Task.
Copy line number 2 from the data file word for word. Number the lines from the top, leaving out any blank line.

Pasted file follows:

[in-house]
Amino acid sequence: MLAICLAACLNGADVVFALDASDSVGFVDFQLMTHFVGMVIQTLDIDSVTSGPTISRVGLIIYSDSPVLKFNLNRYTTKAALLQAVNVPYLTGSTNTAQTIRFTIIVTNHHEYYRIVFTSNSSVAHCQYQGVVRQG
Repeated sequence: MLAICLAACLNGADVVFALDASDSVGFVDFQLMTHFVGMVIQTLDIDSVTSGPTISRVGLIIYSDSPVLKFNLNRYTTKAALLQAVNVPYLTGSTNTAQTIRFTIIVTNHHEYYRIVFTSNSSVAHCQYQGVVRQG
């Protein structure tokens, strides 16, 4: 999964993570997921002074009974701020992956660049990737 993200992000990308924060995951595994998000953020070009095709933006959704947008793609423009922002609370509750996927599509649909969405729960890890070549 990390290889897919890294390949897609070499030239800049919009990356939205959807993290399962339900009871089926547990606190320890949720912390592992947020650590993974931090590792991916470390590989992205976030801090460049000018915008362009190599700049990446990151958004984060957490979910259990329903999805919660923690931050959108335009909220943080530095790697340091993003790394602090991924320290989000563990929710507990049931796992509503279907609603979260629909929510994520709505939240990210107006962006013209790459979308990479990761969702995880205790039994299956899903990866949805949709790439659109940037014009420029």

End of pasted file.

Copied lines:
Amino acid sequence: MLAICLAACLNGADVVFALDASDSVGFVDFQLMTHFVGMVIQTLDIDSVTSGPTISRVGLIIYSDSPVLKFNLNRYTTKAALLQAVNVPYLTGSTNTAQTIRFTIIVTNHHEYYRIVFTSNSSVAHCQYQGVVRQG